California Educator

October/November 2020

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Page 45 of 59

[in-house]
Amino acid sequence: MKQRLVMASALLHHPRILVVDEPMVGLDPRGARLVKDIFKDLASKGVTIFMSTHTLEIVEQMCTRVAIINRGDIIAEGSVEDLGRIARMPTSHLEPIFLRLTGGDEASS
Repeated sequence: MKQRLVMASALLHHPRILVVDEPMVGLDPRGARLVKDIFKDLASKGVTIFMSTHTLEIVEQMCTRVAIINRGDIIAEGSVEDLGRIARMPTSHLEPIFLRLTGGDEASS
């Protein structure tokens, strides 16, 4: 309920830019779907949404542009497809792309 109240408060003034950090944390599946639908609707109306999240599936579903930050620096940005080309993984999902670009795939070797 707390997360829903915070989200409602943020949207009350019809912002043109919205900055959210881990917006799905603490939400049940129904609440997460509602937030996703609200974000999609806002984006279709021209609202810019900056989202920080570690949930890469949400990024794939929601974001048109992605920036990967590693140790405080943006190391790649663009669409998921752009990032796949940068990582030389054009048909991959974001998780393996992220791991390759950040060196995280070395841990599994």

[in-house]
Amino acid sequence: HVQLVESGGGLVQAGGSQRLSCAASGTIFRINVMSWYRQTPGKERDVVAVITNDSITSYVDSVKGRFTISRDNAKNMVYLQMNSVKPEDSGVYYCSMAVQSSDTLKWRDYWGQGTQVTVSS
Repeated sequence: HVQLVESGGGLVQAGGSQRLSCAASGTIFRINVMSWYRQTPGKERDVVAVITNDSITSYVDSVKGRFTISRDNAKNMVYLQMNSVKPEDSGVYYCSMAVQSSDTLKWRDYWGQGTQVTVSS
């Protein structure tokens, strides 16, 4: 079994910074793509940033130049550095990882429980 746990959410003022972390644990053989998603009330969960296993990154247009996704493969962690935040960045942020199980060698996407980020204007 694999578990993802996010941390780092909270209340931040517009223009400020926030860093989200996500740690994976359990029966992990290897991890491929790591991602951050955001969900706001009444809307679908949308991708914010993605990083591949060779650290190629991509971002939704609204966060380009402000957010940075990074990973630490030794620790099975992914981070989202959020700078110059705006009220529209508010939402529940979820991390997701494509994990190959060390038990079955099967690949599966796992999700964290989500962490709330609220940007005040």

F O L L O W I N G T H E D E A T H S of George Floyd , Ahmaud Arber y, Breonna Taylor and so many others, racial and social justice protests are rocking the nation — the longest stretch of such protests since the 1960s. The cry for change is of a magnitude that has never happened before — ampli- fied by social media and intense media coverage, deeply felt as people are already reeling from the global pandemic and climate change crises. Calls by leaders and average citizens alike demanding an end to white supremacy and the creation of a just and equitable society continue to ring throughout the country. CTA is among those demanding change and believes that any real change starts with education, through the power of our educators and schools. Students must learn and understand truth from our history and current events; their education must be inclusive as well as accurate. But what does this mean? For educators, it means that we need to embrace multiple, factual perspectives in our curriculum and actively work to integrate anti-racism into our teaching. It is a disservice to students when we take no action; we are not fully educat- ing them, and are instead perpetuating the status quo. Even those of us who consider ourselves "not racist" are part of the problem. "One either allows racial inequities to persevere, as a racist, or confronts racial inequities, as an antiracist," writes Ibram X. Kendi, author of How to Be an Antiracist. " There is no in-between safe space of 'not racist.' e claim of 'not racist' neutrality is a mask for racism." Being an anti-racist educator doesn't happen overnight, of course. It is a process of continuous learning, reflection and acting. CTA is developing ways to help members hone skills and access tools to become inclusive educators — as well as active, thoughtful citizens. As part of the CTA Racial Equity Project, CTA has spent two years training leaders and staff on racial equity. CTA teacher leaders have been conducting bold and innovative workshops on the topic; recordings are available for viewing by all mem- bers. (See sidebar, page 47.) "For me, saying you are an anti-racist is a verb," says Taunya Jaco, a teacher leader and member of the San Jose Teachers Association. "It's how you live your life and your commitment to think critically about the system and fight the status quo. It's being able to take action and push back on racism." " The opposite of racist isn't 'not racist.' It is 'antiracist.'" —Ibram X. Kendi, author of How to Be an Antiracist By Sherry Posnick-Goodwin Learning, Reflecting and Taking Action to Integrate Anti-racism Into Our Teaching 44 Teaching & Learning

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